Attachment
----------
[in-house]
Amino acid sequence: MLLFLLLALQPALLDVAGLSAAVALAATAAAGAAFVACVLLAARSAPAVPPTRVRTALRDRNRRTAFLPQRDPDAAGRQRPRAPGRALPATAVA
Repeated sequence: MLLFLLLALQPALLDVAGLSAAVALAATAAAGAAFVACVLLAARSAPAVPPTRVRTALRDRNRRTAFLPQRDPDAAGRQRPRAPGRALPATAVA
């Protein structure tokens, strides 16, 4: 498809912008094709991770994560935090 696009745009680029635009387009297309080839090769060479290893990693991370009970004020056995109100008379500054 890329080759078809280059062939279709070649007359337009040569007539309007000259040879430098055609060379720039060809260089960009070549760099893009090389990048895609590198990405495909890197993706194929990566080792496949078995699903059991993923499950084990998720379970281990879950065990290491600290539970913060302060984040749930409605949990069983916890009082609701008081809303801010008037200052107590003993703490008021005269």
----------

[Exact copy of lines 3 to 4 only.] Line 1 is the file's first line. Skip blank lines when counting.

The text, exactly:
Repeated sequence: MLLFLLLALQPALLDVAGLSAAVALAATAAAGAAFVACVLLAARSAPAVPPTRVRTALRDRNRRTAFLPQRDPDAAGRQRPRAPGRALPATAVA
């Protein structure tokens, strides 16, 4: 498809912008094709991770994560935090 696009745009680029635009387009297309080839090769060479290893990693991370009970004020056995109100008379500054 890329080759078809280059062939279709070649007359337009040569007539309007000259040879430098055609060379720039060809260089960009070549760099893009090389990048895609590198990405495909890197993706194929990566080792496949078995699903059991993923499950084990998720379970281990879950065990290491600290539970913060302060984040749930409605949990069983916890009082609701008081809303801010008037200052107590003993703490008021005269």